Santa Barbara County Extends State Water Contract to 2085

Supes Delay Decision on How and Where to Sell Surplus Water

The County Board of Supervisors agreed to extend its state water contract by 50 years, starting in 2035. That’s the year that eight water agencies from Carpinteria to Santa Maria will pay off their debt for the $575 million pipeline from the California Aqueduct to Lake Cachuma. The aqueduct is shown here in Kern County. | Credit: California Department of Water Resources

The Board of Supervisors voted 4-1 on Tuesday to approve an extension of the county’s state water contract for 50 years, saying it would ultimately save ratepayers money.

“The ability to stretch costs over time is a real benefit,” said Supervisor Gregg Hart, who represents the Goleta Valley and western Santa Barbara.

Eight water agencies in Santa Barbara County, from the Carpinteria Valley to the City of Santa Maria, presently import water through the California Aqueduct. By 2035, their ratepayers will have paid off the $575 million construction debt for the pipeline that county voters approved in 1991 on the heels of a six-year drought. It extends from the aqueduct in Kern County to Lake Cachuma.

But reconstruction and maintenance of the aqueduct system itself costs the state Department of Water Resources $350 million per year, and those costs will inevitably continue past 2035, Ray Stokes, executive director of the Central Coast Water Authority (CCWA), representing the eight agencies, told the board. The share of those costs for Santa Barbara County ratepayers after 2035 will likely be only about one percent, Stokes said.

Board Chair Bob Nelson, who represents Lompoc and Orcutt, cast the sole vote against the 50-year extension.


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“It was not worth it to me to subject county taxpayers to that risk on their behalf,” he said after the hearing. “The county is the backstop for liability. What is the potential blank check that we’re giving the state?”

Carolee Krieger, a Montecito resident and the founder of the California Water Impact Network (C-WIN), a watchdog group, told the board that a contract extension would pave the way for the Department of Water Resources to impose billions of dollars in new debt for “unwanted infrastructure” on state water contractors — including the cost of a proposed $16 billion tunnel through the Sacramento-San Joaquin River Delta. C-WIN has sued the state to stop the contract extension.

Also, on Tuesday, the board postponed a decision on whether to allow temporary sales of surplus state water outside the county, pending further negotiations with the Central Coast Water Authority. Currently, the water can be leased but not sold outright. To date, with the exception of Santa Maria, the water agencies in this county have been buyers, not sellers of supplemental state water.

Supervisor Das Williams, who represents the South Coast from eastern Santa Barbara to Carpinteria, asked whether Santa Maria planned to sell water to developers in Nipomo, just across the county line, a move he suggested would increase urban sprawl and exacerbate the county’s jobs-housing imbalance.

Nelson said the city was required to sell water every year to Nipomo under a groundwater basin court settlement: Both communities share the same basin. Nipomo developers have approached the city in the past, looking to buy state water supplies, but no such deal has been made yet.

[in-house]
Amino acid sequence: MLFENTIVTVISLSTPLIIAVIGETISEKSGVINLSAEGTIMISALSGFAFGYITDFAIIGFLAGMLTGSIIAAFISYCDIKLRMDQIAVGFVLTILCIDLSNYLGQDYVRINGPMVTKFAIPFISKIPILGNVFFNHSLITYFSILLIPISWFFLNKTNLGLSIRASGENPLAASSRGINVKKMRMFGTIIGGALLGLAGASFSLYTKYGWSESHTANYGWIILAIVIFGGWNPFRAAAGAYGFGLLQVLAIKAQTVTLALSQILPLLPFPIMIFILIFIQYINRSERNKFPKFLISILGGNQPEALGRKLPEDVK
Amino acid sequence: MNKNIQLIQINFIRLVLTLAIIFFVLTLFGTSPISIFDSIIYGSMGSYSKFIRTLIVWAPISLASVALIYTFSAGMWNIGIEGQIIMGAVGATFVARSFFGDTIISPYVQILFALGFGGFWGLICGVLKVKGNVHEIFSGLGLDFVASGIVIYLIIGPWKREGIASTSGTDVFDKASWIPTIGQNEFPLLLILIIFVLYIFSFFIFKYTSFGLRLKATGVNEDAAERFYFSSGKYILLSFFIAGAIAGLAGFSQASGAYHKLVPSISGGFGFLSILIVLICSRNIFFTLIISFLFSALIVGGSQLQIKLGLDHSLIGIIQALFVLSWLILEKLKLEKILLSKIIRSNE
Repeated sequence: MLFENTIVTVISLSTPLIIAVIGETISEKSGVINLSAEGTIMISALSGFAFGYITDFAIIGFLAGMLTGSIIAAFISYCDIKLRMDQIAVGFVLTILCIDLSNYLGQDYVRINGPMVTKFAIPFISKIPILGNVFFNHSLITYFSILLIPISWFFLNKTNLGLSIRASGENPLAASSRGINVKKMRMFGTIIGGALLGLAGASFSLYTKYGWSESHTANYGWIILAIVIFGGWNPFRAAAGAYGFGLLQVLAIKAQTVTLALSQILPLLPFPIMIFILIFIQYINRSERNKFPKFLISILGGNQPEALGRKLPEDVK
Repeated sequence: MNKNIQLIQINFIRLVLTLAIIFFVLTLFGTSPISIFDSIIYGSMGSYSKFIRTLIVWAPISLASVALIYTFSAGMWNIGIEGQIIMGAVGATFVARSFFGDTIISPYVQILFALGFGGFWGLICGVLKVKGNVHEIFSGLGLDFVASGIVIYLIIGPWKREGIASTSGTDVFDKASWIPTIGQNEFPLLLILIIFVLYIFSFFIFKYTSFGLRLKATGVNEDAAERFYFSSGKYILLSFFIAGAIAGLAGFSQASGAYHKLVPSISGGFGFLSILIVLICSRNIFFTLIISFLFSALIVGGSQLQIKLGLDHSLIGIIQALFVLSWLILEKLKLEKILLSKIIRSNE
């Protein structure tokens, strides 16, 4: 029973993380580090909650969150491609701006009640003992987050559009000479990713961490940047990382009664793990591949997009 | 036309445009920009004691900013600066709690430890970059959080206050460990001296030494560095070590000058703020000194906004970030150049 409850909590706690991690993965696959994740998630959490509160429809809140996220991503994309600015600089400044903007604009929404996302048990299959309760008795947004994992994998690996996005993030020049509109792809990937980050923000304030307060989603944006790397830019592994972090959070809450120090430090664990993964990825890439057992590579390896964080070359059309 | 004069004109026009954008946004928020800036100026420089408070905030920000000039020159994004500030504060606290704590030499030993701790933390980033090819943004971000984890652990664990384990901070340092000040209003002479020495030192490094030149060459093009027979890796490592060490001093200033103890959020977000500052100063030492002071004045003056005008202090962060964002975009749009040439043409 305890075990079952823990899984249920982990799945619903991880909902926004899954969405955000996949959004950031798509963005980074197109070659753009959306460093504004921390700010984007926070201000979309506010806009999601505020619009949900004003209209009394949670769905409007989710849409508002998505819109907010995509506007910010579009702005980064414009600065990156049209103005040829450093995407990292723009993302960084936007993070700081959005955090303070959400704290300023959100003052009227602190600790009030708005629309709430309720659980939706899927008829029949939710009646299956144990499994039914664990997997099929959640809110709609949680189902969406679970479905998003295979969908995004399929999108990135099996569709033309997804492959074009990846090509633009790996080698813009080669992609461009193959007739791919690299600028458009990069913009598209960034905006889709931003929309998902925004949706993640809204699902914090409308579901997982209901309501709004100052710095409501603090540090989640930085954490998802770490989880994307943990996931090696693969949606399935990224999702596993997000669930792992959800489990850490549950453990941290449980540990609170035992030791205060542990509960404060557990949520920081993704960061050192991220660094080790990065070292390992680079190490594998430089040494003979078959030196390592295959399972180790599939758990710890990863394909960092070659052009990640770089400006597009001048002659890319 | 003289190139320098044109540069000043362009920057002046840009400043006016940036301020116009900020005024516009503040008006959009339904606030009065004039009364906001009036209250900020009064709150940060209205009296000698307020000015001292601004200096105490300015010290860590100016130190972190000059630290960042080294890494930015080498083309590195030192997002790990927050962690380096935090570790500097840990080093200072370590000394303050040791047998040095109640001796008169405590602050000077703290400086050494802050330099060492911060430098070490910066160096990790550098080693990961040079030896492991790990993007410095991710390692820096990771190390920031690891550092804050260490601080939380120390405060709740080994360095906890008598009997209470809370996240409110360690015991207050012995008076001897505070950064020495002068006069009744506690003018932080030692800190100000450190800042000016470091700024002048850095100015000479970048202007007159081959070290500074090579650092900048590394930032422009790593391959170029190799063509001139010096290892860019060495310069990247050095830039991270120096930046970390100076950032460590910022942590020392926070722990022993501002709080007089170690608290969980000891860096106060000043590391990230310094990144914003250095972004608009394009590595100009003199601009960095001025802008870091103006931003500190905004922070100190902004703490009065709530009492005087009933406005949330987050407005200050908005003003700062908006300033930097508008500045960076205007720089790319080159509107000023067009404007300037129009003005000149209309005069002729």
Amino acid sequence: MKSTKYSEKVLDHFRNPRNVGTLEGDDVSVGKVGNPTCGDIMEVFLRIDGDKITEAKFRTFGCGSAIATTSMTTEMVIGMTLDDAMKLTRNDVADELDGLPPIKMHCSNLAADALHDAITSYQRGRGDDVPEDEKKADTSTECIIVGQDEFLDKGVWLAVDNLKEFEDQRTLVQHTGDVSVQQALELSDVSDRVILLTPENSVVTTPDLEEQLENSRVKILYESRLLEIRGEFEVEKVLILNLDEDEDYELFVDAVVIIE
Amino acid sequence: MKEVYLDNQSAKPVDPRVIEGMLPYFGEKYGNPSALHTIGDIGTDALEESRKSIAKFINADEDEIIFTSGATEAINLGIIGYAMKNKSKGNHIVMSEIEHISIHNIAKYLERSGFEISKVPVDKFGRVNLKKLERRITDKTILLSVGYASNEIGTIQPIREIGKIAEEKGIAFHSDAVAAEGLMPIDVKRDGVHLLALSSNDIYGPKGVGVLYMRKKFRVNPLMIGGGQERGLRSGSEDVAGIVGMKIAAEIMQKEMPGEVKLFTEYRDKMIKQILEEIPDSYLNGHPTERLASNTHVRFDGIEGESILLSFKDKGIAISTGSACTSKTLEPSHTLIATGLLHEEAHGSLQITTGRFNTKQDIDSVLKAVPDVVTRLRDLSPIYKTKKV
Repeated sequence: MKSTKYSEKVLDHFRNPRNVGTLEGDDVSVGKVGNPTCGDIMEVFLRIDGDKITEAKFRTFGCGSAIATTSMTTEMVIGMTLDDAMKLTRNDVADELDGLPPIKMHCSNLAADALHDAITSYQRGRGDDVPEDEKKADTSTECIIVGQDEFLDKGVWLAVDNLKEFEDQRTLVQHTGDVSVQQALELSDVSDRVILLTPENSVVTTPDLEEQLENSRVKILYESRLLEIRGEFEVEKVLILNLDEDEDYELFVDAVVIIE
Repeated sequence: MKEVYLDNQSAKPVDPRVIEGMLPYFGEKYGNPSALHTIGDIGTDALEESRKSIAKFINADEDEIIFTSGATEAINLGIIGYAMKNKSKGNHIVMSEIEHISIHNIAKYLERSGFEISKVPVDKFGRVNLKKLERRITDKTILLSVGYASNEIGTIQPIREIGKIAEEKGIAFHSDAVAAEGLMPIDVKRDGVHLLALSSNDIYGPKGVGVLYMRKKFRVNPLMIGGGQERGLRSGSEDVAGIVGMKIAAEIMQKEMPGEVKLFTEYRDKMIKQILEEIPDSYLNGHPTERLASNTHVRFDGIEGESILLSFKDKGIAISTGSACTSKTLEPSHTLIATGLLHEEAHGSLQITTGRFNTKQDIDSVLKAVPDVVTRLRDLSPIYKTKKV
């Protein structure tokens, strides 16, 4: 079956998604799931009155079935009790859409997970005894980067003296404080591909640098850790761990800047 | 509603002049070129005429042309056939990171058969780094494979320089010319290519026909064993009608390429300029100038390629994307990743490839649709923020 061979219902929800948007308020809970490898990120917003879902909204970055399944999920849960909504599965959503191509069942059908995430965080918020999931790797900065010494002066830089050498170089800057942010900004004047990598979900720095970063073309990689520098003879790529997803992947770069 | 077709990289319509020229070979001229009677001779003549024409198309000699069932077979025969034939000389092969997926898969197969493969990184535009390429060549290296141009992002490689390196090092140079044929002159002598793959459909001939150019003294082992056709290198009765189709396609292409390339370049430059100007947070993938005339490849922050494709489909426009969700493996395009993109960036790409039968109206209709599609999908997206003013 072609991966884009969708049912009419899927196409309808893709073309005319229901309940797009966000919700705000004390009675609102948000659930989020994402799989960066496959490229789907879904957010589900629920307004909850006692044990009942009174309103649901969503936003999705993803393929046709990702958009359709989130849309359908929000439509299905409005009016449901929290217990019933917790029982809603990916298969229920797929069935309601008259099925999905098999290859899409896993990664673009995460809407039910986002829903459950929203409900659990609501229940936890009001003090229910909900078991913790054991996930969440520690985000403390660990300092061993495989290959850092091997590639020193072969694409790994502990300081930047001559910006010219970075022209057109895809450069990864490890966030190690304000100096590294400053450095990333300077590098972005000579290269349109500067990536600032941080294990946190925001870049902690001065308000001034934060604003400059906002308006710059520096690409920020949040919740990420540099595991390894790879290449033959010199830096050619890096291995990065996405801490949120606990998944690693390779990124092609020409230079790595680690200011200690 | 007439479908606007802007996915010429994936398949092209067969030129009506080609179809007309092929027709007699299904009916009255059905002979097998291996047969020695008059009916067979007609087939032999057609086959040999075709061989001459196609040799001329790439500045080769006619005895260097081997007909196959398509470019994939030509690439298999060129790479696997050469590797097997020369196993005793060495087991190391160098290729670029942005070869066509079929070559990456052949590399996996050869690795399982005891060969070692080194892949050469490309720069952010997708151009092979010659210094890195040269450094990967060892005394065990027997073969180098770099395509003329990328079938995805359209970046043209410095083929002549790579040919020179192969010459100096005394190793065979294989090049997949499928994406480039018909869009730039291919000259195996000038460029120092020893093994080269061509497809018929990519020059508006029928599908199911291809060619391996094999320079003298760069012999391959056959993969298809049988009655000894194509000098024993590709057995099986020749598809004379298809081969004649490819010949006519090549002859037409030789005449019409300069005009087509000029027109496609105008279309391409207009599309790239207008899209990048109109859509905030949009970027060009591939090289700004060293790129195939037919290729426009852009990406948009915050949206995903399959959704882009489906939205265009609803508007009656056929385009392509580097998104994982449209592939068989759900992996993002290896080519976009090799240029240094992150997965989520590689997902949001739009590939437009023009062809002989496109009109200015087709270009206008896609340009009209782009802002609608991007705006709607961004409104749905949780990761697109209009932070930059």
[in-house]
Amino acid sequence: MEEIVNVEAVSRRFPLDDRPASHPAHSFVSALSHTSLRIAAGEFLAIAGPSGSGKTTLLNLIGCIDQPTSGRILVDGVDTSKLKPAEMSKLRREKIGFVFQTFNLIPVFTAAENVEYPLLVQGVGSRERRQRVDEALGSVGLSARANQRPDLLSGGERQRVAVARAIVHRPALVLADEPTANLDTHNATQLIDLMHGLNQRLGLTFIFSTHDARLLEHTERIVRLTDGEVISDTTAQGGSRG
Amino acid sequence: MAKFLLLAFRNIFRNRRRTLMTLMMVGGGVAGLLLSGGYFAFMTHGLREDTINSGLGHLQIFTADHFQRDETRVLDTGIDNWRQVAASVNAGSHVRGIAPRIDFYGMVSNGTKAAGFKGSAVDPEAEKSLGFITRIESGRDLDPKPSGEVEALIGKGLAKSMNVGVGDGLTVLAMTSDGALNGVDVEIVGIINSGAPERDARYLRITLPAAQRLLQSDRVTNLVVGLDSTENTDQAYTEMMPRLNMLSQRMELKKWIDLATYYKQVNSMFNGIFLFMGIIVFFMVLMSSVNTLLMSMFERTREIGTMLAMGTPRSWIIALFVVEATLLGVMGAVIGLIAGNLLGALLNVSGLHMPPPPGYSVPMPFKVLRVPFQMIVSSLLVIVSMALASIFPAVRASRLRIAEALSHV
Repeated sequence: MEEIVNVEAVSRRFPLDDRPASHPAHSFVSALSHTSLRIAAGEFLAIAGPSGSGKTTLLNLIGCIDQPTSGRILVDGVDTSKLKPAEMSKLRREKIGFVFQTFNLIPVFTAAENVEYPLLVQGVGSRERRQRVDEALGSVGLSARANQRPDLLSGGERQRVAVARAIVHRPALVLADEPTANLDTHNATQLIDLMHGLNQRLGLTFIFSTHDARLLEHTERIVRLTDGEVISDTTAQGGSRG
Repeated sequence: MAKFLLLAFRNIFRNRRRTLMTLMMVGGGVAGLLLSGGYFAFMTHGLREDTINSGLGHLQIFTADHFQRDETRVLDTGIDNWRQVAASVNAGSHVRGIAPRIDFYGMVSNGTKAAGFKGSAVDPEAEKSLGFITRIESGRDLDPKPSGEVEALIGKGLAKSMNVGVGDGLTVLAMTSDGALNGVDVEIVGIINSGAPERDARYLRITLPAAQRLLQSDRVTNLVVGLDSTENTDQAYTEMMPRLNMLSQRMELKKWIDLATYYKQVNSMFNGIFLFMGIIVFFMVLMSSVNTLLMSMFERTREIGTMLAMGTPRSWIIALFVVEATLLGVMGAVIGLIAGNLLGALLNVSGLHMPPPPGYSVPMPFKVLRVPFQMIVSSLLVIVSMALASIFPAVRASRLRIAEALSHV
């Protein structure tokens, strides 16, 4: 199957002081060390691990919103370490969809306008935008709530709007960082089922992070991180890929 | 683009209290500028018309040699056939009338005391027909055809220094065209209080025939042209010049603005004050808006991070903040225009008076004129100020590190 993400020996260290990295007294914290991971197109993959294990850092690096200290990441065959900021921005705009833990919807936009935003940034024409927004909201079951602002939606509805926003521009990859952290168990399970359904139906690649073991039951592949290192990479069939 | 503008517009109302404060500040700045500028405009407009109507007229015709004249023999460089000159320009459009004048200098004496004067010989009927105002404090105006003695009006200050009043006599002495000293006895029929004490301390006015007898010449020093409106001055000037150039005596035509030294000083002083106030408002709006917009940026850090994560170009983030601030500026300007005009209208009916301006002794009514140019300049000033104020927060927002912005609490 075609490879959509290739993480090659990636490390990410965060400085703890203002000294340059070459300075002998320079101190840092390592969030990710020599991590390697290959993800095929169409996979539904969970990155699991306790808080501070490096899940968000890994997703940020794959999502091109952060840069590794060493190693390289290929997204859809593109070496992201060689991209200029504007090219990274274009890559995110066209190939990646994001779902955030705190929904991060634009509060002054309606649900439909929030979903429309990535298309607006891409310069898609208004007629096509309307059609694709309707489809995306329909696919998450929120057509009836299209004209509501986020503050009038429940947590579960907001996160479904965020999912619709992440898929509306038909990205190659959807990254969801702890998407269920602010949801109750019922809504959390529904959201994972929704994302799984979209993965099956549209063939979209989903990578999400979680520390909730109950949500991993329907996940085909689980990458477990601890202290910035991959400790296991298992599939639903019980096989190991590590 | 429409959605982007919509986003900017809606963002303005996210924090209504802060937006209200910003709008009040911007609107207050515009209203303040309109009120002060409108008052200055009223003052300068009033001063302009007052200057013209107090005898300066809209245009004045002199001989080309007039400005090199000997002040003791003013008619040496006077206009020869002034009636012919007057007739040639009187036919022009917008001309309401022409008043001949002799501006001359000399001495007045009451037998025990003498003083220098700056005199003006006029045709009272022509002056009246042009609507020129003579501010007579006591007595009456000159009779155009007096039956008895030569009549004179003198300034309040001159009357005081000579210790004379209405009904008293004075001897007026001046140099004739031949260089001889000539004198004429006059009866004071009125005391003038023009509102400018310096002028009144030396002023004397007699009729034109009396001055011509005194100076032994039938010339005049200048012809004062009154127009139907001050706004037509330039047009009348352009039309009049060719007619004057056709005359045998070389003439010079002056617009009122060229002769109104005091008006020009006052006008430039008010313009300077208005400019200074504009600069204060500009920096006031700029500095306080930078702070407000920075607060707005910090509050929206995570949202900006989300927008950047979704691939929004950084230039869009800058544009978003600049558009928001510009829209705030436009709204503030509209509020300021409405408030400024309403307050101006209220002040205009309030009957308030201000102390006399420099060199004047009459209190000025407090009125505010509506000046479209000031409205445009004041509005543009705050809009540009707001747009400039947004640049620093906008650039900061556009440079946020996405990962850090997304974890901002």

In an interview after the hearing, Nelson said that Santa Maria, the largest importer of state water in the county, has sometimes refused to supply water to new development in Orcutt unless the property is annexed to the city. If Santa Maria now wants something from the county, Nelson said, it should stop stifling growth in unincorporated areas.

“They’re happy for us to continue to be their bedroom community,” Nelson said. “I’d appreciate it if they were a better neighbor.”

At Tuesday’s hearing, Joshua Haggmark, the City of Santa Barbara’s acting Public Works director, told the board that his city wants the right to sell state water outside the county not for development, but to help other agencies replenish their depleted groundwater basins. The sales would be for 10-20 years at a stretch; if another drought came along during that time, the city could buy back some of that same water, Haggmark said.

The city and the Montecito Water District are jointly footing the $72 million bill for the desalination plant that the city built on its waterfront in 2017, toward the end of a seven-year drought. If the city wants to create a future supply of potable recycled water as well, Haggmark said, “We will need to reduce current water costs to make the leap.” Water managers, he said, “need to keep all options open and on the table … We want to do the best for our customers.”

Supervisors Williams and Joan Hartmann, who represents Isla Vista and the Santa Ynez Valley, said that if the county allows local agencies to sell state water outside the county, the proceeds should be earmarked for conservation and local supplies such as potable recycled water for residents here.

“Without that, I’m a ‘No, no way,” Williams said. “There are many examples of situations where it’s in the individual water district’s short-term interests to sell water, but I have never yet in 20 years seen that it is in the interest of the people of Santa Barbara County.”

Melinda Burns volunteers as a freelance journalist in Santa Barbara as a community service; she offers her news reports to multiple local publications, at the same time, for free.


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